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LOCAL BUSINESS Q & A | SHEELEY HOUSE SALOON
'It's our goal to be what our customers want': Talking ghosts, history and boom boom shrimp with the owner of the Sheeley House Saloon

The Sheeley House Saloon on the corner of River Street and Hwy. 29 just passed the four year mark since it was taken over by the current management, and is still holding down its historic spot.

The pre-Civil War building is the only remaining of a group of boarding houses which used to run along the river.

In 1905, the property was purchased by James and Kate Sheeley. They and their three children moved into the second-level living quarters and revamped the ground level into a saloon, keeping the upper levels as they were.

Gallery: Sheeley House Saloon advertisements through the years

Some believe both James and Kate’s spirits are haunting the Sheeley walls and still can be seen to move things and make noises in the building, along with the spirits of others who had died on the property throughout its history.

It was revitalized in 1981 to be a functioning restaurant and bar. In 2010 the outdoor patio was added to the east side of the building and in 2013 it was closed.

Jessica Jensen took over the business April 1, 2015, after reopening it the previous Halloween. Along with her husband, co-owner and head chef, Brian Jensen, she now runs the historical building with the restaurant and bar on the first floor, with the second and third levels available for rent as a formal dining room and banquet area.

The Chippewa Herald sat down with Jessica Jensen to learn more about the restaurant and building. The interview has been edited for clarity and length.

Q: What do you guys think is a signature dish at the Sheeley House?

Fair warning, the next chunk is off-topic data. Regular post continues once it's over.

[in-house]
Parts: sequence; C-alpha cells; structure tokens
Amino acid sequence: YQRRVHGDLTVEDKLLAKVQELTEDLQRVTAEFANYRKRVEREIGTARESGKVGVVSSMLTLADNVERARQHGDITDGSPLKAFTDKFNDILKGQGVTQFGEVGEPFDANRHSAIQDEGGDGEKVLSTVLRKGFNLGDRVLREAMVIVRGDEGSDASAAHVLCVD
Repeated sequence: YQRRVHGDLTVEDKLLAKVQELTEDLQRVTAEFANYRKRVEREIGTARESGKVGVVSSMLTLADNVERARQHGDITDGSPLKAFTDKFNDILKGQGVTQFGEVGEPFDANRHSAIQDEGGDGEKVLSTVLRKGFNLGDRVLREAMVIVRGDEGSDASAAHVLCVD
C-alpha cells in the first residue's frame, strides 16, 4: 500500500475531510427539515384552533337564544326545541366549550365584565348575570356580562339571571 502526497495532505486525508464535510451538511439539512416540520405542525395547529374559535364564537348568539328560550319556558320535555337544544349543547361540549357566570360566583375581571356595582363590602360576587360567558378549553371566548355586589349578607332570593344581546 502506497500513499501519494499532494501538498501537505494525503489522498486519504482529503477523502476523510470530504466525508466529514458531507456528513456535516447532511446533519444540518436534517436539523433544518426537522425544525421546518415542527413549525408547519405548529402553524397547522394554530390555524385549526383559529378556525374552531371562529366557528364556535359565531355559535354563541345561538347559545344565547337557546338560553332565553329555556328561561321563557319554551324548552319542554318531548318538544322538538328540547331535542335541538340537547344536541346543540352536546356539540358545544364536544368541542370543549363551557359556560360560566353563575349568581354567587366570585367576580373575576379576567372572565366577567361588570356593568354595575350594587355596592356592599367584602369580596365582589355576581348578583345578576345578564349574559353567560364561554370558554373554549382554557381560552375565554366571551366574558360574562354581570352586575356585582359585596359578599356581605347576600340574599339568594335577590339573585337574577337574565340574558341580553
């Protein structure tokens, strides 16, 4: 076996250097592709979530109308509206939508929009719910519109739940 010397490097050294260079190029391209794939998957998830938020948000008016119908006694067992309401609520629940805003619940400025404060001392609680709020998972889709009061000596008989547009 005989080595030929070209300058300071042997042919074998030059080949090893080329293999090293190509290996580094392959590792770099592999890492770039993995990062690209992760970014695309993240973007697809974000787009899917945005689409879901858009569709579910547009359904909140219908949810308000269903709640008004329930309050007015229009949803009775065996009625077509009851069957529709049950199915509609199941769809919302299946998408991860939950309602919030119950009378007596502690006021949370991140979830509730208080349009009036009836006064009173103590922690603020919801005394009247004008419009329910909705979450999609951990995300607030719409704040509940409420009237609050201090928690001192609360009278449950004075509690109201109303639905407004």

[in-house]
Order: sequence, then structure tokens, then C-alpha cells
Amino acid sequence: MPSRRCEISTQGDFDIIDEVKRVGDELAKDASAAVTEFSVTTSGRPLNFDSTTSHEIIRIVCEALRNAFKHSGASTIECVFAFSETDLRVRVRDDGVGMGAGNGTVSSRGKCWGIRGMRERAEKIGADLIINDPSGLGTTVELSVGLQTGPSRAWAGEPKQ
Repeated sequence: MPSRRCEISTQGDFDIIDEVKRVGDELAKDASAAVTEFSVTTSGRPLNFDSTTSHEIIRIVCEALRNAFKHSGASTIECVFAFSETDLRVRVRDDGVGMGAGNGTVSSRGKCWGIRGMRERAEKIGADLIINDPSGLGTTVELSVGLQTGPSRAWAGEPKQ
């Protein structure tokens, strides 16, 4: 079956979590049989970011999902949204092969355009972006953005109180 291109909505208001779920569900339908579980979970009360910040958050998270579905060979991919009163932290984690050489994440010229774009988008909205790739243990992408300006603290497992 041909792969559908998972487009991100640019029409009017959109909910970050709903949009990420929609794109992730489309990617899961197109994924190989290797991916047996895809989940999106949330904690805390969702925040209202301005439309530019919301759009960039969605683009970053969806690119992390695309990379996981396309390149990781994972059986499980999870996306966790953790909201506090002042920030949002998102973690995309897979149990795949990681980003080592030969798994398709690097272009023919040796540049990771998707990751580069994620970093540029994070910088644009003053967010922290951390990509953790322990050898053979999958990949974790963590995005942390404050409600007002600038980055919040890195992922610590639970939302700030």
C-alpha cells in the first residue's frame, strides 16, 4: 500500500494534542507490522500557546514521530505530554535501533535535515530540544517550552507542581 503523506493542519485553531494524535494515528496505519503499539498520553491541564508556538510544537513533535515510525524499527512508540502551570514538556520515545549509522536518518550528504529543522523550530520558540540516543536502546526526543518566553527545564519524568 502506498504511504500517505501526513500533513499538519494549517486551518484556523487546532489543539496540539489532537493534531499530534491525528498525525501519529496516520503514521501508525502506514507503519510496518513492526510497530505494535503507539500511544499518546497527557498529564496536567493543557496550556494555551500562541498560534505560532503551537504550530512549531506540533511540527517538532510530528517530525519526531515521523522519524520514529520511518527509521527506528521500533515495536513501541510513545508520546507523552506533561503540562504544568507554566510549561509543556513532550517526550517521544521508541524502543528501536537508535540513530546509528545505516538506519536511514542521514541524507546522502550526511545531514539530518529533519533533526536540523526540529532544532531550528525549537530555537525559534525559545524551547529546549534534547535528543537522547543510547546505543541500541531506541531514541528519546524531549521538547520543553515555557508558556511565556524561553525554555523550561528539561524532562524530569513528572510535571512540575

A: Our boom boom shrimp is probably the most standout, most popular. I would say in our dinner selection, our filet mignon is the most popular. But, yeah for signature I’d go with the boom boom shrimp for sure.

Q: Do you have a personal favorite?

A: I do, but it changes every week.

Q: Since you’ve been running this for four years now, is there anything that really surprised you?

A: The amount of hours that really do go into it all. It’s such an old building there is always something breaking.

Seasonal changes are not really that affecting here; it stays pretty consistent, strangely enough. Even when we have, like, winter blizzards, people still seem to travel out. The weather doesn’t change business all that much, that was kind of surprising, I expected it to change it more.

Everything is just a learning experience, one day at a time.

Q: Is there anything you found that you like about owning the restaurant that you didn’t expect?

A: I’ve worked in the service industry all my life, so I kind of knew what I was getting into.

I guess my favorite part of this is just being in front of your customers, and being able to be face to face, serving your product. I enjoy being the one behind the bar, the one waiting on tables.

Q: Was it interesting to take over a place that has such a long history, and is already established?